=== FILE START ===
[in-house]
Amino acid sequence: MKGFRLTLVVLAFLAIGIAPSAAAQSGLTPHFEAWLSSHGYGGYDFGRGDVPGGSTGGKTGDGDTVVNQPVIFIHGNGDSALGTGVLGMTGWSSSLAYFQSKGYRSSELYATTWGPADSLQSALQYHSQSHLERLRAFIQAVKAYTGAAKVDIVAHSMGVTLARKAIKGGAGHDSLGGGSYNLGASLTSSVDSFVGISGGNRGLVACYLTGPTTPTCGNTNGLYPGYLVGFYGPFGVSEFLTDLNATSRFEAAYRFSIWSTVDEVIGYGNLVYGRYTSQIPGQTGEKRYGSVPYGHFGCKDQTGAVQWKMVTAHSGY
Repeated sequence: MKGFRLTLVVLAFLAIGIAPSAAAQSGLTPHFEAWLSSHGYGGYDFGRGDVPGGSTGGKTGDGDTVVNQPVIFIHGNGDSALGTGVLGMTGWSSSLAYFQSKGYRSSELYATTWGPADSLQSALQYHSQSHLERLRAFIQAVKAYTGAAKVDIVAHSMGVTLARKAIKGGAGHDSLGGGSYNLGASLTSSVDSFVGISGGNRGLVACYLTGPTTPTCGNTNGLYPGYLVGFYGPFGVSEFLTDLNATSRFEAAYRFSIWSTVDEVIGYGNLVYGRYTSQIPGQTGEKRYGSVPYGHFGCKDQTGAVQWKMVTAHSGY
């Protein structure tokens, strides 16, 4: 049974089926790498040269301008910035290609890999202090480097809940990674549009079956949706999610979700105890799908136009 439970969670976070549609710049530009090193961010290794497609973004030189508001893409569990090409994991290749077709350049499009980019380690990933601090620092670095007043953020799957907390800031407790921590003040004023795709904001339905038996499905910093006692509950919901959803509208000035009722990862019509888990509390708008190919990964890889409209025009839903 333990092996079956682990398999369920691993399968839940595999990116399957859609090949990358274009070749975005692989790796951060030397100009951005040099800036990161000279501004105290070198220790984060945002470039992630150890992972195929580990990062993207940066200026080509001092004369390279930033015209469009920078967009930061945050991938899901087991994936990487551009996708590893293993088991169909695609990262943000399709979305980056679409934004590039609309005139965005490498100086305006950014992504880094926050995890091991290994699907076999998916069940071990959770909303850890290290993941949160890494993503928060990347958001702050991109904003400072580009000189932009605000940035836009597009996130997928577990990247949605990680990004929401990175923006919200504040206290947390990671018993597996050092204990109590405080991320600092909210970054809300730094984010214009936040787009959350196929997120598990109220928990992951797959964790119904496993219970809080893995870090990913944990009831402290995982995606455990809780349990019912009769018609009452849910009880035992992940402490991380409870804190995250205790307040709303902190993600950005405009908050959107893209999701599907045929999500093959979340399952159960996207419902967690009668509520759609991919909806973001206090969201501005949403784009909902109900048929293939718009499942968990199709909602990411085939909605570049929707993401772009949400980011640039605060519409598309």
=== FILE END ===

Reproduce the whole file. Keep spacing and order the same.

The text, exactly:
[in-house]
Amino acid sequence: MKGFRLTLVVLAFLAIGIAPSAAAQSGLTPHFEAWLSSHGYGGYDFGRGDVPGGSTGGKTGDGDTVVNQPVIFIHGNGDSALGTGVLGMTGWSSSLAYFQSKGYRSSELYATTWGPADSLQSALQYHSQSHLERLRAFIQAVKAYTGAAKVDIVAHSMGVTLARKAIKGGAGHDSLGGGSYNLGASLTSSVDSFVGISGGNRGLVACYLTGPTTPTCGNTNGLYPGYLVGFYGPFGVSEFLTDLNATSRFEAAYRFSIWSTVDEVIGYGNLVYGRYTSQIPGQTGEKRYGSVPYGHFGCKDQTGAVQWKMVTAHSGY
Repeated sequence: MKGFRLTLVVLAFLAIGIAPSAAAQSGLTPHFEAWLSSHGYGGYDFGRGDVPGGSTGGKTGDGDTVVNQPVIFIHGNGDSALGTGVLGMTGWSSSLAYFQSKGYRSSELYATTWGPADSLQSALQYHSQSHLERLRAFIQAVKAYTGAAKVDIVAHSMGVTLARKAIKGGAGHDSLGGGSYNLGASLTSSVDSFVGISGGNRGLVACYLTGPTTPTCGNTNGLYPGYLVGFYGPFGVSEFLTDLNATSRFEAAYRFSIWSTVDEVIGYGNLVYGRYTSQIPGQTGEKRYGSVPYGHFGCKDQTGAVQWKMVTAHSGY
């Protein structure tokens, strides 16, 4: 049974089926790498040269301008910035290609890999202090480097809940990674549009079956949706999610979700105890799908136009 439970969670976070549609710049530009090193961010290794497609973004030189508001893409569990090409994991290749077709350049499009980019380690990933601090620092670095007043953020799957907390800031407790921590003040004023795709904001339905038996499905910093006692509950919901959803509208000035009722990862019509888990509390708008190919990964890889409209025009839903 333990092996079956682990398999369920691993399968839940595999990116399957859609090949990358274009070749975005692989790796951060030397100009951005040099800036990161000279501004105290070198220790984060945002470039992630150890992972195929580990990062993207940066200026080509001092004369390279930033015209469009920078967009930061945050991938899901087991994936990487551009996708590893293993088991169909695609990262943000399709979305980056679409934004590039609309005139965005490498100086305006950014992504880094926050995890091991290994699907076999998916069940071990959770909303850890290290993941949160890494993503928060990347958001702050991109904003400072580009000189932009605000940035836009597009996130997928577990990247949605990680990004929401990175923006919200504040206290947390990671018993597996050092204990109590405080991320600092909210970054809300730094984010214009936040787009959350196929997120598990109220928990992951797959964790119904496993219970809080893995870090990913944990009831402290995982995606455990809780349990019912009769018609009452849910009880035992992940402490991380409870804190995250205790307040709303902190993600950005405009908050959107893209999701599907045929999500093959979340399952159960996207419902967690009668509520759609991919909806973001206090969201501005949403784009909902109900048929293939718009499942968990199709909602990411085939909605570049929707993401772009949400980011640039605060519409598309």